Though the US jobs data was pretty soft, it was clearly not bad enough to prevent the single currency from sliding to a fresh two-year low on Friday. Indeed, the euro’s price action in the second half of last week was quite dreadful, falling from around 1.26 on Wednesday to under 1.23. At the same time, Spanish bond yields soared over the final three days of last week to 7.0% from 6.2% on Wednesday. Europe’s policy-making cognoscenti will no doubt be alarmed that the honeymoon generated by the successful late-June EU Summit evaporated so incredibly quickly. Finance ministers meet again in Brussels today to discuss the implementation of the various initiatives agreed ten days ago, including how to funnel much-needed capital into Spain’s troubled banks. Not surprisingly, this latest episode of euro concern weighed heavily on risk assets and currencies on Friday and again overnight, with the Aussie back under 1.02 and the major Asian bourses down by between 1 - 2%. The dollar and the Japanese yen have made further forward progress – for instance, the dollar index is at a 2yr high. Commodities have been sinking as well, a product of growth fears and dollar strength. Despite the best efforts of global central banks to deliver yet more monetary stimulus, financial markets are clearly not convinced these boosts will be sufficient to ensure recovery. For now, there seems little to stop the upward momentum of both the dollar and the yen.
The soggy US jobs market. Friday’s jobs numbers were, on the face of it, only a touch softer vs. market expectations, but they were still subdued. Quite apparent is that the labour market clearly lost momentum in the second quarter after a respectable pace of jobs growth in Q1. Back then, we saw payrolls’ growth exceed 200K for three consecutive months. The one bright spot in Friday’s report was the better than expected average hourly earnings figure which rose 2.0% in June vs. an anticipated 1.7% increase. Even here though, you have to look at the wider picture which remains one of subdued growth in earnings, with most of the past year seeing earnings lag behind inflation. Although disappointing, the jobs figures were not the smoking gun that Fed doves would have wished for in order to gain support for additional QE. At the same time, some recent economic releases such as the very weak manufacturing ISM gave their case renewed impetus.
The other currency war. Interesting data from the Swiss national bank on Friday showing its FX reserves growing a further CHF 60bln during June. The more interesting thing we don’t yet know is what exactly the bank is doing with them. Since the SNB said it would do whatever it takes to defend the 1.20 level on EUR/CHF, the latest data (to end March this year) shows the SNB holding around 50% of its reserves in euros. We’ll have to wait a few more weeks to see how that has changed. But all the signs are that the SNB has learnt from its 2009-10 experience (when EUR holdings pushed over 70%) and is swapping into other currencies to keep its portfolio more balanced. This was evident in the early bout of intervention when the CHF cap was first introduced and will likely be so again when the next SNB data is released. The impact of the SNB’s continued intervention is being felt far and wide, putting upward pressures on other currencies (such as the dollar and yen) as a result. It’s a quiet currency war, being fought under the radar.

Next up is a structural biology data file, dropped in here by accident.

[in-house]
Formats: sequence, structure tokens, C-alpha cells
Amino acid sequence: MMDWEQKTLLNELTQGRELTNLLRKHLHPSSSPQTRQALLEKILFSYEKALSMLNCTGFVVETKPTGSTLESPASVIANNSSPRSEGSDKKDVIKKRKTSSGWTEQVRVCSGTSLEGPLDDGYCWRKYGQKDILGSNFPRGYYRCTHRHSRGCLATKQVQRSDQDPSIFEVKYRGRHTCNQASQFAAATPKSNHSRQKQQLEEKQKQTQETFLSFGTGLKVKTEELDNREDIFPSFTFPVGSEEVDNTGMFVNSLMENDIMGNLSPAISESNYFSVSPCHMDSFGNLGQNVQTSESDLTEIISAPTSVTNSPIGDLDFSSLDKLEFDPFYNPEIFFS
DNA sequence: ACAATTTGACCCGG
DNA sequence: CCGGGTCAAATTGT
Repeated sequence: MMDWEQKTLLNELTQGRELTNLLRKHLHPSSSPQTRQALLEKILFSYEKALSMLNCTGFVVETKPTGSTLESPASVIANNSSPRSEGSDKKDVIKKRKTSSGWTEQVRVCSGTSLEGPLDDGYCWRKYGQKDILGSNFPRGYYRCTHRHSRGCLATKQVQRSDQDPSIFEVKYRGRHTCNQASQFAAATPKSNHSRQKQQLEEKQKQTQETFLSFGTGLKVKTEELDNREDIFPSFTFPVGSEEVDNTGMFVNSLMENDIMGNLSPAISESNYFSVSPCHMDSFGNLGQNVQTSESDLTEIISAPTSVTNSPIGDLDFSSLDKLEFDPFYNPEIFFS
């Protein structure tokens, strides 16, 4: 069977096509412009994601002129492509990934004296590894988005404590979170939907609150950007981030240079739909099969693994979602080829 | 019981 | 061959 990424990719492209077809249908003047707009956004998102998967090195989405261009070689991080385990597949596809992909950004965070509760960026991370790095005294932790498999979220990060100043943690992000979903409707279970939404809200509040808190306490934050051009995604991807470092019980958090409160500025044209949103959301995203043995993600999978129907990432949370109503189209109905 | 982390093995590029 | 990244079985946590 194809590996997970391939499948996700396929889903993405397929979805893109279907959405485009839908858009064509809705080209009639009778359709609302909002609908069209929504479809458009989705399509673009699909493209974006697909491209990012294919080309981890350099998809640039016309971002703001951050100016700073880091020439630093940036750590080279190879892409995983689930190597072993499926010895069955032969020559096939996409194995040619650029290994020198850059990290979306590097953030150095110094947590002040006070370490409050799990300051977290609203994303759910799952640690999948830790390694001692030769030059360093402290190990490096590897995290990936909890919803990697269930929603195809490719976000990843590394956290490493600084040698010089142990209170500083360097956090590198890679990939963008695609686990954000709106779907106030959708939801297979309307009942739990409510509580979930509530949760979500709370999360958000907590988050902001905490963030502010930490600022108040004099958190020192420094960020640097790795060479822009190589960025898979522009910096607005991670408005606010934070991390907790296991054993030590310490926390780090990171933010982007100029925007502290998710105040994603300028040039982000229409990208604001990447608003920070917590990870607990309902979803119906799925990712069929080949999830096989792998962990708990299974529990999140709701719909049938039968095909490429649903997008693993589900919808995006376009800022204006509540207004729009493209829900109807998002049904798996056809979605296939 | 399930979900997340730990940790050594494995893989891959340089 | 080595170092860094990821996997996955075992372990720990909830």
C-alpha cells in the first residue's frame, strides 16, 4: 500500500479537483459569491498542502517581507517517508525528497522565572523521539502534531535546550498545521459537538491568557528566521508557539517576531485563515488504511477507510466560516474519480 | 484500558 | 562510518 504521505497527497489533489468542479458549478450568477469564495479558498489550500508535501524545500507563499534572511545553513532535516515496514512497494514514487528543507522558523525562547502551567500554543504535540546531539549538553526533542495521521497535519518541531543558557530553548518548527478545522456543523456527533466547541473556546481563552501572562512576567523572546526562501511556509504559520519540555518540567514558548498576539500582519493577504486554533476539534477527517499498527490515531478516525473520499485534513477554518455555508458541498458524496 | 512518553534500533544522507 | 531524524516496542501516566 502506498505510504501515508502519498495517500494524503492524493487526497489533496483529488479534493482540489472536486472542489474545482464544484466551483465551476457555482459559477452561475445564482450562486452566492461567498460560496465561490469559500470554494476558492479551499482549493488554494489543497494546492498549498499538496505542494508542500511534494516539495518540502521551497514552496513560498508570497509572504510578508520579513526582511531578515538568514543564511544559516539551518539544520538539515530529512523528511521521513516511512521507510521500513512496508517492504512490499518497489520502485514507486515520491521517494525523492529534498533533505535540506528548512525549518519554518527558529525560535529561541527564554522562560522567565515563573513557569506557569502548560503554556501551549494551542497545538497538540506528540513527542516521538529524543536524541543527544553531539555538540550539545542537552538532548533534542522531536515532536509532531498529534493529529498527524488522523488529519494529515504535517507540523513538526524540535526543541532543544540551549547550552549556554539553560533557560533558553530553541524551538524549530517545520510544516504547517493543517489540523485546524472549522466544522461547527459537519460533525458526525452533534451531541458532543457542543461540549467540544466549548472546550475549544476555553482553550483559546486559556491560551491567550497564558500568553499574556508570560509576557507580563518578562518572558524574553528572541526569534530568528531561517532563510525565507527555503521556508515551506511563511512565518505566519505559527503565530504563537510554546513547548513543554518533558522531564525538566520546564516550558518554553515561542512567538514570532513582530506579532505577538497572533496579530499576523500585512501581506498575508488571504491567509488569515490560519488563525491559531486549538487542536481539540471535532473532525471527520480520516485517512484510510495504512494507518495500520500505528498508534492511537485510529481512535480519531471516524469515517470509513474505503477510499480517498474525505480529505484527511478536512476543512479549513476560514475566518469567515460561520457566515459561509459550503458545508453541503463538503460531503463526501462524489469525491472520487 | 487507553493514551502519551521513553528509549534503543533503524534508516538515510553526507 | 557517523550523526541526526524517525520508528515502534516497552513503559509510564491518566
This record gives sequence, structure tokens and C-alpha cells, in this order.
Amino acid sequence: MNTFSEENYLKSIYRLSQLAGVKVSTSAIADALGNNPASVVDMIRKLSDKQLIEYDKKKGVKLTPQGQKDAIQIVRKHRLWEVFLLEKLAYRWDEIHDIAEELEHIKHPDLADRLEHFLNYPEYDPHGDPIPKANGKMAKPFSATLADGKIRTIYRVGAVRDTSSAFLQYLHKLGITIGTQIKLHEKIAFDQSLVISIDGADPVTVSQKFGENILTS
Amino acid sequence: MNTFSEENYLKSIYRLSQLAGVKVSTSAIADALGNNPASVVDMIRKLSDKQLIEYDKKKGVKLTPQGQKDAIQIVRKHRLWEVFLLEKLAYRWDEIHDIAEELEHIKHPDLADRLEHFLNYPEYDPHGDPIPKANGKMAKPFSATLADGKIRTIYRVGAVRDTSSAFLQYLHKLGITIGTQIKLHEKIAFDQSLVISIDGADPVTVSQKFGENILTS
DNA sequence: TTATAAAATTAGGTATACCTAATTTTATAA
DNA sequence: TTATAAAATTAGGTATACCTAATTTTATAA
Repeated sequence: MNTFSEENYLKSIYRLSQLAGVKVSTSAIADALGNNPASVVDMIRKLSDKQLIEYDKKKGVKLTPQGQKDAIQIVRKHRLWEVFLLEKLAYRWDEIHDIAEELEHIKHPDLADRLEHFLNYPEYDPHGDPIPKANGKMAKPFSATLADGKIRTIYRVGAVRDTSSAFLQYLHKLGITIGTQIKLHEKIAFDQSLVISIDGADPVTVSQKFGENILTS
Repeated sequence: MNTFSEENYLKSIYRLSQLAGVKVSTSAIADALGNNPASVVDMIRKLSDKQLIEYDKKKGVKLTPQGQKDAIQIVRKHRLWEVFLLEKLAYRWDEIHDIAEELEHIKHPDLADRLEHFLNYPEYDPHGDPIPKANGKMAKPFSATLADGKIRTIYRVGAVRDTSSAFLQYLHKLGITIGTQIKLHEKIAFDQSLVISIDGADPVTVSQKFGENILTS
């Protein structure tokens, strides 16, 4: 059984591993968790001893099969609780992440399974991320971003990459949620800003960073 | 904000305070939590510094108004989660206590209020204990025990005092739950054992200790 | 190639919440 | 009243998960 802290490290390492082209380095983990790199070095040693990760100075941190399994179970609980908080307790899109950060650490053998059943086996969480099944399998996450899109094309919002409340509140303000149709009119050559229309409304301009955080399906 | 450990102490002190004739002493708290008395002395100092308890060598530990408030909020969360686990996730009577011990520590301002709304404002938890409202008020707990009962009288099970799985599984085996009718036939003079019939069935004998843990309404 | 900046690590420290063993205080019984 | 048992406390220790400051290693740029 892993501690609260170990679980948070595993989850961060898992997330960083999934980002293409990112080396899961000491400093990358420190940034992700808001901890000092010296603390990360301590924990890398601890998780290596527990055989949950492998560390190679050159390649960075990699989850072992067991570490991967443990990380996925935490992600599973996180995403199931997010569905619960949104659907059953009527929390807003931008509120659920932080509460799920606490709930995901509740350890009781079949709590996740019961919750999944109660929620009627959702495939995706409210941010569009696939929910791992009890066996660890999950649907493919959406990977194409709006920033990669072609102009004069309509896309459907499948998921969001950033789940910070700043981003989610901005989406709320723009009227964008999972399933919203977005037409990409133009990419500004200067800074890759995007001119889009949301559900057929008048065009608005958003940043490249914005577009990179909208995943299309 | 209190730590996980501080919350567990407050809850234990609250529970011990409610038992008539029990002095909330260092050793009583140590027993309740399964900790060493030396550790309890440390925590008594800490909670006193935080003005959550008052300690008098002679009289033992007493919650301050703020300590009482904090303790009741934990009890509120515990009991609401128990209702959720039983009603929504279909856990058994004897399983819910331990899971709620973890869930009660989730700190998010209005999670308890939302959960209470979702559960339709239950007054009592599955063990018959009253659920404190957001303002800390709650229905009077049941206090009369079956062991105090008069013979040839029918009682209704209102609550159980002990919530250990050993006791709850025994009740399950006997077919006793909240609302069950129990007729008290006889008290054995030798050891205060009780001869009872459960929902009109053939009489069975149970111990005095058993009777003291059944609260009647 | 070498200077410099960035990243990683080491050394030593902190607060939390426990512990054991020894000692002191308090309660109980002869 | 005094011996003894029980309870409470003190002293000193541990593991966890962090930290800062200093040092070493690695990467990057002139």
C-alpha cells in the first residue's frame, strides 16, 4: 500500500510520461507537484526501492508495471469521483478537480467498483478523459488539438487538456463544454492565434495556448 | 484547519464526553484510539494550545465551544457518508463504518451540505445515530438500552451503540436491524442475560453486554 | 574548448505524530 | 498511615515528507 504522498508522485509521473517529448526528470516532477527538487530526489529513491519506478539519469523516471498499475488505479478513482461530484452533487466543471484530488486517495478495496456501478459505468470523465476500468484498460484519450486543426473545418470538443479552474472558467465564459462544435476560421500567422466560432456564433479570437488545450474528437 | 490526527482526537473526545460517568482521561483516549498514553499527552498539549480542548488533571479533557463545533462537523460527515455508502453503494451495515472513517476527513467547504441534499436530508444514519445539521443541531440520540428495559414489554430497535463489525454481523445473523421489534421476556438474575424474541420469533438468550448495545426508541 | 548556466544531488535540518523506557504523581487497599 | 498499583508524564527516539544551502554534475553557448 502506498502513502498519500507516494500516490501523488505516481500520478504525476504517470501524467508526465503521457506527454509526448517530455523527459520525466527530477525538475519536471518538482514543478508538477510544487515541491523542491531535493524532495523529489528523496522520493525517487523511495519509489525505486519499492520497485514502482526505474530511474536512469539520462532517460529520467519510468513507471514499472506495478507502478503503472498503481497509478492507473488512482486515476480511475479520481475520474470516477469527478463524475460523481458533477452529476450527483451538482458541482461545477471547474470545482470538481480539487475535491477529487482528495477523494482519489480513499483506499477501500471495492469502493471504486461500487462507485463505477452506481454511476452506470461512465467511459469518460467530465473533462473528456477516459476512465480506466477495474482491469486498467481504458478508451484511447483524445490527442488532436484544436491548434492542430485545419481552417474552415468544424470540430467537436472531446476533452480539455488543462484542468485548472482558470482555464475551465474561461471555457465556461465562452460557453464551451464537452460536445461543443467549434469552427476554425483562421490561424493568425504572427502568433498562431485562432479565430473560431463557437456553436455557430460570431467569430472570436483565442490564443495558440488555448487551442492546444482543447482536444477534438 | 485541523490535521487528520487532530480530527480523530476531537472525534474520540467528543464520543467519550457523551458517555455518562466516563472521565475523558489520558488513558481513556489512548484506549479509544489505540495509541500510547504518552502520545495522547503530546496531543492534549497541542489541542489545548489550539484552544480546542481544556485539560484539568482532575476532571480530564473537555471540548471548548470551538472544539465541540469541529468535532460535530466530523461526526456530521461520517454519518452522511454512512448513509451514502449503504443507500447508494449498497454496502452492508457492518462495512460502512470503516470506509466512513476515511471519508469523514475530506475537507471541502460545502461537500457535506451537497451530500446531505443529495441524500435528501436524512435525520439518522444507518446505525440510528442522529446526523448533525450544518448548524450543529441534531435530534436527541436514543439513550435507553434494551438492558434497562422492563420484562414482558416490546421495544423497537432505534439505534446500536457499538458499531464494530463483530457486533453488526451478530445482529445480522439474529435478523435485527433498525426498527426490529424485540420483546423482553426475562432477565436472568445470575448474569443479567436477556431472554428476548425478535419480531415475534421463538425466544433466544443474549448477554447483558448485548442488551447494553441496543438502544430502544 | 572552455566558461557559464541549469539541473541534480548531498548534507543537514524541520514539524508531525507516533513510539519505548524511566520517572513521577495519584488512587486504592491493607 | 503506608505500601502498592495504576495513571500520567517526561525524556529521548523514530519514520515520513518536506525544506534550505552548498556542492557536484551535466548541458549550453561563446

Inflation the key policy driver in China. Although much of the commentary on Thursday’s surprise rate decision by the PBOC focused on the central bank’s supposed growth concerns, it is probably the case that rapidly declining inflation was actually the main driver. Inflation fell to 2.2% last month, down from 3.0% in May and a 29mth low. The price of food, which accounts for one-third of the consumer price basket, has been declining markedly over recent weeks. Also, oil and commodity prices have been declining and many businesses have found it harder to raise prices against the backdrop of weaker domestic and foreign demand. Back in the latter stages of 2010 and 2011, the focus of policy in Beijing was very much on taming the inflation genie. As such, with inflation now well below this year’s official target rate of 4.0%, policy officials clearly feel they have plenty of latitude to ease monetary conditions. So, it won’t be a surprise if further steps are taken over the course of the current quarter, including some further reductions in bank reserve requirements. At the same time, we can expect Chinese authorities to utilise this window of lower inflation to undertake much-needed price reform in critical areas such as utilities. Conscious that real interest rates will rise without any action, Beijing is clearly minded to ease financial conditions. It will remain a busy time for the PBOC in coming weeks in terms of calibrating appropriate monetary policy action.